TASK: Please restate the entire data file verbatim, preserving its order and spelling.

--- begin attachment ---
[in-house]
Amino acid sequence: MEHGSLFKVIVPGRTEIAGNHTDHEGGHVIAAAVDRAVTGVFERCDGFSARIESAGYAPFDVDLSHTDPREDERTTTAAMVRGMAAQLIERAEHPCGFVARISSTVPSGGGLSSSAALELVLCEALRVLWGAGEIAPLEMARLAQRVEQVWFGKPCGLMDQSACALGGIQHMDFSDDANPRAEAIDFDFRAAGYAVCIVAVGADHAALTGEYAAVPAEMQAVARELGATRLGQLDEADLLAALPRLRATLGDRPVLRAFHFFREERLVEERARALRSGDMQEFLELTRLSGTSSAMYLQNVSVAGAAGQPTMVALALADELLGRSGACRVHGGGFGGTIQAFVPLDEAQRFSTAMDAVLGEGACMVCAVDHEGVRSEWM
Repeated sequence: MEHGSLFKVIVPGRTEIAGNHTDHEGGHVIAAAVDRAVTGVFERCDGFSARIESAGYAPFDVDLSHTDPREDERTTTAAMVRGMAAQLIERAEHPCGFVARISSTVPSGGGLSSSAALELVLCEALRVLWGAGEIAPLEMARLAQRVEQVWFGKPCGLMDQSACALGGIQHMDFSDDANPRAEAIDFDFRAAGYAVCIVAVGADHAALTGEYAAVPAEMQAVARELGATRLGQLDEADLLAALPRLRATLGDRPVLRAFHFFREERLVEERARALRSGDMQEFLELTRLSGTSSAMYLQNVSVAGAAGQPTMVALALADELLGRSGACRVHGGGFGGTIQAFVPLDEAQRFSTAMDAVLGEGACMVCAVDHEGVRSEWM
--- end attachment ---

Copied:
[in-house]
Amino acid sequence: MEHGSLFKVIVPGRTEIAGNHTDHEGGHVIAAAVDRAVTGVFERCDGFSARIESAGYAPFDVDLSHTDPREDERTTTAAMVRGMAAQLIERAEHPCGFVARISSTVPSGGGLSSSAALELVLCEALRVLWGAGEIAPLEMARLAQRVEQVWFGKPCGLMDQSACALGGIQHMDFSDDANPRAEAIDFDFRAAGYAVCIVAVGADHAALTGEYAAVPAEMQAVARELGATRLGQLDEADLLAALPRLRATLGDRPVLRAFHFFREERLVEERARALRSGDMQEFLELTRLSGTSSAMYLQNVSVAGAAGQPTMVALALADELLGRSGACRVHGGGFGGTIQAFVPLDEAQRFSTAMDAVLGEGACMVCAVDHEGVRSEWM
Repeated sequence: MEHGSLFKVIVPGRTEIAGNHTDHEGGHVIAAAVDRAVTGVFERCDGFSARIESAGYAPFDVDLSHTDPREDERTTTAAMVRGMAAQLIERAEHPCGFVARISSTVPSGGGLSSSAALELVLCEALRVLWGAGEIAPLEMARLAQRVEQVWFGKPCGLMDQSACALGGIQHMDFSDDANPRAEAIDFDFRAAGYAVCIVAVGADHAALTGEYAAVPAEMQAVARELGATRLGQLDEADLLAALPRLRATLGDRPVLRAFHFFREERLVEERARALRSGDMQEFLELTRLSGTSSAMYLQNVSVAGAAGQPTMVALALADELLGRSGACRVHGGGFGGTIQAFVPLDEAQRFSTAMDAVLGEGACMVCAVDHEGVRSEWM